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On October 11, 2016 (81 FR 70064 and 81 FR 70020), EPA simultaneously published a notice of proposed rulemaking (NPR) and a direct final rule (DFR) for the District. EPA received a comment on the rulemaking and attempted to withdraw the DFR prior to the effective date of December 12, 2016. However, EPA inadvertently did not withdraw the DFR prior to that date and the rule prematurely became effective on December 12, 2016, revising the District's SIP to include DCMR Chapters 1, 5, and 8 of Title 20 on that date. In the NPR, EPA had proposed to approve the SIP revision, which would add the revised versions of DCMR Chapters 1, 5, and 8 of Title 20 to the District's SIP. These revisions to the DCMR reduce the allowable sulfur content of fuel oils that are combusted in oil-burning combustion units in the District. On January 20, 2016, the District, through the District of Columbia Department of Energy and Environment, submitted the aforementioned regulations for inclusion into the District's SIP. The revisions to the DCMR reduce the sulfur content of fuel oil that can be combusted within the District and prohibit the combustion of certain higher sulfur content fuel oil regardless of where the fuel is refined. EPA is responding to the comment submitted on the proposed revision to the District's SIP, is approving the low sulfur fuel oil regulations for inclusion in the District's SIP, and is amending the effective date of the regulations' inclusion in the SIP to correct our Start Printed Page 20271failure to withdraw the DFR (after EPA received adverse public comments) prior to the December 12, 2016 effective date of the DFR.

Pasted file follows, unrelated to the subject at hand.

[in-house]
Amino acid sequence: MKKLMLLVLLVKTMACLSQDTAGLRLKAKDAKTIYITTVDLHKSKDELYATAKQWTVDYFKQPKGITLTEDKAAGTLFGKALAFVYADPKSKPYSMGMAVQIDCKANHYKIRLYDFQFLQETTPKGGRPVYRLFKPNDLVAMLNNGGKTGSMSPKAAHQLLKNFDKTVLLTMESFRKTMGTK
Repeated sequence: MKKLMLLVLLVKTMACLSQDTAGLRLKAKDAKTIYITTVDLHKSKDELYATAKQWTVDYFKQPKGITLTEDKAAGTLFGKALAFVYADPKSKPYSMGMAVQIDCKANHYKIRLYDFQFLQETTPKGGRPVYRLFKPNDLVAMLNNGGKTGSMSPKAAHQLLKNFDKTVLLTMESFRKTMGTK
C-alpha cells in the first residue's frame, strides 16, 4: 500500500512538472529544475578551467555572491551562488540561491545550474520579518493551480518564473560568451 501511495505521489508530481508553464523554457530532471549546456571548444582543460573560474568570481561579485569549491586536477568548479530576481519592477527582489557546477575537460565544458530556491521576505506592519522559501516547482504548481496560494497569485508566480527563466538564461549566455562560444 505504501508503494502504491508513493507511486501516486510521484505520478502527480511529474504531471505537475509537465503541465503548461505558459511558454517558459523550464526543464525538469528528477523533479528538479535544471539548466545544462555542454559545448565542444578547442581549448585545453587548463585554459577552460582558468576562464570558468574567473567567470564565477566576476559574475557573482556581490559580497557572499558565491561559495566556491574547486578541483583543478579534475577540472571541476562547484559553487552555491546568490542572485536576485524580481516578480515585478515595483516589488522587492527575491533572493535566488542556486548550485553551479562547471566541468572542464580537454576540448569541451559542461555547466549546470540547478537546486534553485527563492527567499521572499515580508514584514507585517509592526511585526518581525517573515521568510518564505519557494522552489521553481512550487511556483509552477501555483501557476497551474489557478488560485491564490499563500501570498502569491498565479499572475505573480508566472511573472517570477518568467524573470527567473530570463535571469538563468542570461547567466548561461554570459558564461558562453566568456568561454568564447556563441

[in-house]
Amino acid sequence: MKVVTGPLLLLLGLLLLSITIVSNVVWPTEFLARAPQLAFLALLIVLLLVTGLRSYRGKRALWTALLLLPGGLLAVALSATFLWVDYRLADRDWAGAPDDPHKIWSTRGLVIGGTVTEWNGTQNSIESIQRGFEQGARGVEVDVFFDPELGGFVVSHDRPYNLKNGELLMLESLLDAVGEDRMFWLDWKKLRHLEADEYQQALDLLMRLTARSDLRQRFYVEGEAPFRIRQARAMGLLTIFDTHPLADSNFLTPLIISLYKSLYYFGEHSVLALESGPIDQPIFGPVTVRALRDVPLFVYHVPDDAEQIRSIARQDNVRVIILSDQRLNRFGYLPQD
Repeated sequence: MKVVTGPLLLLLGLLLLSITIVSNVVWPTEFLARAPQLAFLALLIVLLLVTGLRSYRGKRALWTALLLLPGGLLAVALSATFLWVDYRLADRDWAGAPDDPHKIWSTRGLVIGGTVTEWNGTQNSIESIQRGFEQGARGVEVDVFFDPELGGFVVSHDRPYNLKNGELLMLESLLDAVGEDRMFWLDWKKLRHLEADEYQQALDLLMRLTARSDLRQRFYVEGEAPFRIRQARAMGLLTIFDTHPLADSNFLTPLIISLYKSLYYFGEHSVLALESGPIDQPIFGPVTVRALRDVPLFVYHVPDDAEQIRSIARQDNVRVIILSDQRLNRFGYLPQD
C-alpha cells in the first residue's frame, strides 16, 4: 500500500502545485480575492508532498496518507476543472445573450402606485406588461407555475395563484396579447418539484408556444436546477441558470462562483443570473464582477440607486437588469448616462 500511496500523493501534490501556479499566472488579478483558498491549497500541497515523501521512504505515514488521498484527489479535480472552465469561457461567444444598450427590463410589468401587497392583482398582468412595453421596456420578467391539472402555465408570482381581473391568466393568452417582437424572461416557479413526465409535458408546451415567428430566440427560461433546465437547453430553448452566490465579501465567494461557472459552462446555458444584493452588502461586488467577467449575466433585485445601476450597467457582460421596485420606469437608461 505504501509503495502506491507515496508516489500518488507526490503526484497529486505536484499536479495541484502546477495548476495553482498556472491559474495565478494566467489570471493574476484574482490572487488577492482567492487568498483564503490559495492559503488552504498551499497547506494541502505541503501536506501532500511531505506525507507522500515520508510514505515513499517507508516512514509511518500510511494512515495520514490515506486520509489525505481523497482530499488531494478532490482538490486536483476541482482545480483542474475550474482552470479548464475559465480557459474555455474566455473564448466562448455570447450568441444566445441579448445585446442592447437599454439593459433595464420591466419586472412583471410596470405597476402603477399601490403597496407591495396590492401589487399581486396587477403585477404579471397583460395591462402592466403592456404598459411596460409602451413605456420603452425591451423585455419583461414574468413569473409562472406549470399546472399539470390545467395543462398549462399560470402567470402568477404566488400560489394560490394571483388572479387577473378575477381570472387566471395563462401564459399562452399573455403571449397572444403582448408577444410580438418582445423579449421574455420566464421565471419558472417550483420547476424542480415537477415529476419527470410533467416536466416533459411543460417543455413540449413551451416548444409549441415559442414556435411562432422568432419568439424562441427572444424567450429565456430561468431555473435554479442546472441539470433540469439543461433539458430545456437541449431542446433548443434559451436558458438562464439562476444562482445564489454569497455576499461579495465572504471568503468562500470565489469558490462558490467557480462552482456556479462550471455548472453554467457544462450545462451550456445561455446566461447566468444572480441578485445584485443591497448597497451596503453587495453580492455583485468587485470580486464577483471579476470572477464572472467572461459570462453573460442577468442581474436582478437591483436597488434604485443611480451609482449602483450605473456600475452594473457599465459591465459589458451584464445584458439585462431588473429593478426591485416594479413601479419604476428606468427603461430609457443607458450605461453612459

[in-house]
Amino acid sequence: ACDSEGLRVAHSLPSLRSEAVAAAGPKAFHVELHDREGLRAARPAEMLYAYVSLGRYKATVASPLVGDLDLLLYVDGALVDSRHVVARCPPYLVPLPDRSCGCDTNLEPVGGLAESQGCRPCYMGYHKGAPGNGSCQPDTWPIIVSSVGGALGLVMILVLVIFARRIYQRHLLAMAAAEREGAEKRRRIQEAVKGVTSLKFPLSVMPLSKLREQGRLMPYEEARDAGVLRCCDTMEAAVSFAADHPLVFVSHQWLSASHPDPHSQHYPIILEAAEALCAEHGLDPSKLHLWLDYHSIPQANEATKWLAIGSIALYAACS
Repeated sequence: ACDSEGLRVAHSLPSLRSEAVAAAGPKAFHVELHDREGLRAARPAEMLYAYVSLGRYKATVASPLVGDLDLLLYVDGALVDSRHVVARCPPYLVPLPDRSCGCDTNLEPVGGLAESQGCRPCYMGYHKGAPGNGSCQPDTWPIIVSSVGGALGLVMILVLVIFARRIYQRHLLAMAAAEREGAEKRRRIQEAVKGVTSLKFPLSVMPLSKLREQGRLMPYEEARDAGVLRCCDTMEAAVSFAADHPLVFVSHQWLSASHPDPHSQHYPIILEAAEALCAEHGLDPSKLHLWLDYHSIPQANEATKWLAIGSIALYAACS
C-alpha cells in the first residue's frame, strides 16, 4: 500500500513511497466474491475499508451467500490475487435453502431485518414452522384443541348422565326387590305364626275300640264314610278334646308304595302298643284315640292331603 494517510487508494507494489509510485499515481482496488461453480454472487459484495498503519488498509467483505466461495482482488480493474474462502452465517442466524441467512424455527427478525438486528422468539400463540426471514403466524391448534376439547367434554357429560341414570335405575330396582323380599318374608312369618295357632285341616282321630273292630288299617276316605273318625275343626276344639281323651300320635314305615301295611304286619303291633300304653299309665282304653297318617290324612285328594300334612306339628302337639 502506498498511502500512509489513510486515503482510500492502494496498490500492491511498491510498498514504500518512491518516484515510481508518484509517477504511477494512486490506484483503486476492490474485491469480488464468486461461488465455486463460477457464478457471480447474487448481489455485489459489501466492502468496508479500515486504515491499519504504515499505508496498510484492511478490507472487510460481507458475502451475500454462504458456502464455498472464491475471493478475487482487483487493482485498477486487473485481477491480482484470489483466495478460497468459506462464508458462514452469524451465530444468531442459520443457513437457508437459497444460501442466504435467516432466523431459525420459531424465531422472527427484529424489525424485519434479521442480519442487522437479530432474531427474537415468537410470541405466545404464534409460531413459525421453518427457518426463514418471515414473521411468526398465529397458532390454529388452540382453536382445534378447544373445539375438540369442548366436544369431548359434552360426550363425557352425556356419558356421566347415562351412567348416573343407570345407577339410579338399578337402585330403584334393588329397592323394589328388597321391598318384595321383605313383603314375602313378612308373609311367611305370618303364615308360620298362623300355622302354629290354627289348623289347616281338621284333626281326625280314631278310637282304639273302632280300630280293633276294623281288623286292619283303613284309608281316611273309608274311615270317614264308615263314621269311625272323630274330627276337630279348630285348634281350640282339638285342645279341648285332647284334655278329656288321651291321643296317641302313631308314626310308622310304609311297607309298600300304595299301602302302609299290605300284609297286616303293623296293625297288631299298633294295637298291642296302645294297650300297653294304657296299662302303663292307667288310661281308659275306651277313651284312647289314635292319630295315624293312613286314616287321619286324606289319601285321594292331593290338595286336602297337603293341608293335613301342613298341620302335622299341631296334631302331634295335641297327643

II. Summary of SIP Revision and EPA's Analysis